They Shoot Horses, Don’t They?*
Another old movie I’d like to force some people to watch, although the people who need it would probably just hoot and holler at Jane Fonda’s demise
The Constant Gardner*
We’re suckers for Le Carre
Iraq for Sale: The War Profiteers
I was disappointed by this, it just seemed slapdash, but then Greenwald’s just sort of churning them out
The Running Man, set in Mesoamarica, a tried and true formula with little dialog needed; you may not admire Mel Gibson but he knows global marketing for action movies
Richard III*
This was the first movie I deliberately chose from what I’ve seen before; it’s a great turn by Ian McKellan who does a fantastic job with the 1930s retelling of Shakespeare
Trinity and Beyond: The Atomic Bomb Movie
Realized I’d seen part of this on TV before; it’s pedantic and extremely repetative, although there is some interesting information buried in there
Good Night, and Good Luck*
Missed it in the theaters, but it worked well on TV, the medium it portrayed
Confessions of a Dangerous Mind*
A hell of a career for Chuck Barris, even without the killing
The Last King of Scotland
I can’t wait for the sequel; seriously, Forest Whitaker was a fantastic Amin, it just seemed like the movie focused too much on the doctor and that there wasn’t enough of what was going on around him
Nuts in May
A seriously odd ’70s British telemovie about snooty “nature-loving” prigs messing up a camping vacation for the “lesser” people around them
Bill Hicks: Sane Man*
Bill Hicks Live: Satirist, Social Critic, Stand-up Comedian
I’d seen some clips of Hicks, so I got a couple of his shows, but something about his delivery just rubs me the wrong way after a little while; it was just a little too mugging and too obvious
God Said Ha!*
After what I said about Hicks, I suppose people would wonder how I could like Julia “It’s Pat!” Sweeney’s cancer show, but it didn’t seem as forced and it was more of a storytelling style I’ve always thought worked well
Passport to Pimlico
Could anything subversive like this or The Mouse That Roared get made in the US any time in the past decades and be at all successful? A suburb of London finds out they’re actually part of France and uses the fact to get around post-war rationing, with not entirely beneficial results
The Wild Parrots of Telegraph Hill*
Obsession about animals; I recognize it
For some reason, this is always trotted out as an example of relativism and different people telling different versions of the same story (Rashomon-like) but now that I’ve seen it, it’s just different people telling different stories, sort of like in criminal court, which is what’s going on in the movie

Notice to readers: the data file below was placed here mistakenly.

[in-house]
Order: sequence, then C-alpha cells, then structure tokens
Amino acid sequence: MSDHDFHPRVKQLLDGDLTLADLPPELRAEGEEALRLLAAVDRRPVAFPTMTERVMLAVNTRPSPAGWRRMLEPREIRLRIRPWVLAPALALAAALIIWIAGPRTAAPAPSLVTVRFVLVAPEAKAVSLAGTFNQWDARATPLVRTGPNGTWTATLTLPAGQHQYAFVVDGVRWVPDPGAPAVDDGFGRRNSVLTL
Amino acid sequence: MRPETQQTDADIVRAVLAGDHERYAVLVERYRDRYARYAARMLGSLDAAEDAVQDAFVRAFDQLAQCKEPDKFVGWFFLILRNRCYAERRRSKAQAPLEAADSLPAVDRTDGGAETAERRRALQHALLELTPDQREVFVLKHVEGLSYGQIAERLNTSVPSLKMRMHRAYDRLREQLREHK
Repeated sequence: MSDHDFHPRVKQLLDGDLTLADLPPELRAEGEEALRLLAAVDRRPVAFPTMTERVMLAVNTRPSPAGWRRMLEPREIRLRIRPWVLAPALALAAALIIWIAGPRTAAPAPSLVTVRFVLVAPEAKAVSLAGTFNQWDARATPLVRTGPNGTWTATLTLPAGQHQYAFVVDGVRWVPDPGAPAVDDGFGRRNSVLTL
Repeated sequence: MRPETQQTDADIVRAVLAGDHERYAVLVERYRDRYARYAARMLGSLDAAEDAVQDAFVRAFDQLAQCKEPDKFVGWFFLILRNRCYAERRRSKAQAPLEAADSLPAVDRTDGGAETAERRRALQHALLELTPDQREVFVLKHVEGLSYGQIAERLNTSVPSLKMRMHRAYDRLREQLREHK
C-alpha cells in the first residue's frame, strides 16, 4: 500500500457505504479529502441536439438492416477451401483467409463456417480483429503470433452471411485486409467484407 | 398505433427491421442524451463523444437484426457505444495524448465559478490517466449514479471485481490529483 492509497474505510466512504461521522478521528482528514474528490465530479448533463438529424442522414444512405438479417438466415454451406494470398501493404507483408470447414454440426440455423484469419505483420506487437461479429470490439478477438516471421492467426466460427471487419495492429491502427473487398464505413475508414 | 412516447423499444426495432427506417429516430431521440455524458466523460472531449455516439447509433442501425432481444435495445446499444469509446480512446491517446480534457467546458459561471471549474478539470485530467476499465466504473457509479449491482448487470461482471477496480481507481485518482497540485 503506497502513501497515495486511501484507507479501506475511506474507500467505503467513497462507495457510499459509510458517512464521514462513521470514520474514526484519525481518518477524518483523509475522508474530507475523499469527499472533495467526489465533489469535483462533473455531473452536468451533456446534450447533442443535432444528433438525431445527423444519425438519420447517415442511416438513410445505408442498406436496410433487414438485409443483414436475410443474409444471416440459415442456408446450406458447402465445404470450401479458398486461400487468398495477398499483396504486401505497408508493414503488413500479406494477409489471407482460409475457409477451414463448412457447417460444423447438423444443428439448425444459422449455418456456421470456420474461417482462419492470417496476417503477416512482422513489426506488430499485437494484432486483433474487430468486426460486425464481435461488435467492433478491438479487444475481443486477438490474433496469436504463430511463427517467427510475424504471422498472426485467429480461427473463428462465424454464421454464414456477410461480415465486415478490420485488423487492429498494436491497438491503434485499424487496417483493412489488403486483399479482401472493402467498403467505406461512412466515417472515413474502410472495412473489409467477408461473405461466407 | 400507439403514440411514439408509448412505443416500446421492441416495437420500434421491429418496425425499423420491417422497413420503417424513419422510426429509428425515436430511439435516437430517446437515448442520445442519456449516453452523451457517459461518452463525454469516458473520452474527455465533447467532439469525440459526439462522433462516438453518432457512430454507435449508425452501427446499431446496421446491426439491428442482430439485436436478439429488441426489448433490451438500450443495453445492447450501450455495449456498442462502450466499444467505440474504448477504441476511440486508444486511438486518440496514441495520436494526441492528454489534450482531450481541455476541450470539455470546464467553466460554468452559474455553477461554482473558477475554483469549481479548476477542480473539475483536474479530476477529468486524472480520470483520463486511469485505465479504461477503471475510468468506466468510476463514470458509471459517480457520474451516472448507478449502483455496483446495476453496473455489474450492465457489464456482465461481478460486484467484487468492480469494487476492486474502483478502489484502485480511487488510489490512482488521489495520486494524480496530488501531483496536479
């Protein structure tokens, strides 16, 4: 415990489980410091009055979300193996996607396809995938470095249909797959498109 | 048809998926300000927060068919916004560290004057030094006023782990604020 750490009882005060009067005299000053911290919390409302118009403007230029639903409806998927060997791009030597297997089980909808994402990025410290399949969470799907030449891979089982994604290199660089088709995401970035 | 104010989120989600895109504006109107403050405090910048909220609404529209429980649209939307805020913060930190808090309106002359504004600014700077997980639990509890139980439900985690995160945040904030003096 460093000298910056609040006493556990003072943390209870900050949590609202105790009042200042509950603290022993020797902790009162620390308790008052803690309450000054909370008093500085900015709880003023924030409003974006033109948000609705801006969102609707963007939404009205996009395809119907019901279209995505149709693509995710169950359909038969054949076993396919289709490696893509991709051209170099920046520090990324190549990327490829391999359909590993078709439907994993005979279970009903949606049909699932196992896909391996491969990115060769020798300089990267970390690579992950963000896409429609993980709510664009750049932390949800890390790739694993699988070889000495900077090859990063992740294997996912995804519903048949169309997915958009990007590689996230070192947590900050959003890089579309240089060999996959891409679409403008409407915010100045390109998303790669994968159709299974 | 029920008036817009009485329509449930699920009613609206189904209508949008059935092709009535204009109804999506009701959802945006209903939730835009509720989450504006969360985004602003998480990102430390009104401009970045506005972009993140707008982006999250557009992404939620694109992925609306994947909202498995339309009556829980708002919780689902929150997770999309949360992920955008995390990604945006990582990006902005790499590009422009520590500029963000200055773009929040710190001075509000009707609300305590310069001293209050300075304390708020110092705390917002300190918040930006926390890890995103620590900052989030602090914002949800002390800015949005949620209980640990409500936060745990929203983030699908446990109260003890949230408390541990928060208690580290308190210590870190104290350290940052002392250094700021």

I’m All Right Jack*
An old British film about missile defense plant owners sending getting their stupid upper-class twit relative a job in the workers ranks to muck things up and cause a strike; except that the workers are portrayed as not too bright either. A pox on everyone’s house. Entertaining, but not one I screened for dad.
Wages of Fear (and bonus disc)
A very interesting movie from the ’50s, about the relationship between the US, Europe, and covered with a thick sheen of oil.
Richard Pryor: Live in Concert*
I’d only ever seen the expurgated version of this on TV. I like Pryor, but it doesn’t live up to the hype as the best comic concert performance movie ever and not just because it’s dated.
The Battle of Algiers (and 2 bonus discs)
Very gritty and oddly-entertaining portrayal of the French vs. the Algerians.
More old-style political drama I’d never seen, but found quite gripping
You’re Gonna Miss Me*
Roky Erickson’s adult life on video. Some days I think I’ll end up like Roky, just without the talent.
American Hardcore*
This just depressed me. Not because I wasn’t in the scene in the big cities or because it exploded, but the bands featured were just the ones I really didn’t think were all that good.
Donnie Darko: Director’s Cut
I’ve heard about this movie for years but while I liked it’s playing with time and space and I could see how it might be appealing to a teenage crowd, it didn’t hang together for me.

* Barbara watched it

The Ronnie Horror Show

Being that traffic here is negligable, I don’t usually just point people to more-travelled sites because I figure if you’re paying enough attention to things to get this far, you’ve probably seen most of the stuff I look at already.

But let me just mention Dennis Perrin’s latest post in which he indulges his admiration for the short-lived long-ago sketch comedy show Fridays — which I never saw back when it aired — by posting their 1980 post-election, pre-inaguration parody The Ronnie Horror Show. As someone who saw a lot of The Rocky Horror Picture Show back in the era, this wasn’t funny solely because of the political content.

Poking the Nest

Slow learner and White House Homeland Security Advisor Fran Townsend, at a press conference today:

And the answer is, every time you poke the hornet’s nest they are bound to come back and push back on you. That doesn’t suggest to me that we shouldn’t be doing it.

In most cases, hornet “push back” consists of them pushing their stingers into your skin. And for most people — those who are not masochistic to the point that they enjoy the sting of a good hornet or those mentally incapable of learning a fairly simple lesson — there is a body of historical evidence and advice that supports the idea that you shouldn’t poke hornet nests.